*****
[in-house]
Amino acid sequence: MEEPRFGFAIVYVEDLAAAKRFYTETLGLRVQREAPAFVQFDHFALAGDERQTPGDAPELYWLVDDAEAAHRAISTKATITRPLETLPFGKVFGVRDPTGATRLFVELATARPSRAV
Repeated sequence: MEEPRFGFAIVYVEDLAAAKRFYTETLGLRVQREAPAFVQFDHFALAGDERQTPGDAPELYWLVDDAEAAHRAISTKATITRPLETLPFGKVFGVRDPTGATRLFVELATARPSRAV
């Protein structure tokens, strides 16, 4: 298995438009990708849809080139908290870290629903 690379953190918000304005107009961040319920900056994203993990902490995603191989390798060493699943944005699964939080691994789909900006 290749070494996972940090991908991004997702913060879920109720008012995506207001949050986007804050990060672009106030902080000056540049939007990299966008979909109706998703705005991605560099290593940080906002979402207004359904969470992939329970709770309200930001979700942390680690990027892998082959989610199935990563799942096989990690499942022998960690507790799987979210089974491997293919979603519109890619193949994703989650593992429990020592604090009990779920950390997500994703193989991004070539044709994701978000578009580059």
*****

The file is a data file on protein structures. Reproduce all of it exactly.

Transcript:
[in-house]
Amino acid sequence: MEEPRFGFAIVYVEDLAAAKRFYTETLGLRVQREAPAFVQFDHFALAGDERQTPGDAPELYWLVDDAEAAHRAISTKATITRPLETLPFGKVFGVRDPTGATRLFVELATARPSRAV
Repeated sequence: MEEPRFGFAIVYVEDLAAAKRFYTETLGLRVQREAPAFVQFDHFALAGDERQTPGDAPELYWLVDDAEAAHRAISTKATITRPLETLPFGKVFGVRDPTGATRLFVELATARPSRAV
């Protein structure tokens, strides 16, 4: 298995438009990708849809080139908290870290629903 690379953190918000304005107009961040319920900056994203993990902490995603191989390798060493699943944005699964939080691994789909900006 290749070494996972940090991908991004997702913060879920109720008012995506207001949050986007804050990060672009106030902080000056540049939007990299966008979909109706998703705005991605560099290593940080906002979402207004359904969470992939329970709770309200930001979700942390680690990027892998082959989610199935990563799942096989990690499942022998960690507790799987979210089974491997293919979603519109890619193949994703989650593992429990020592604090009990779920950390997500994703193989991004070539044709994701978000578009580059």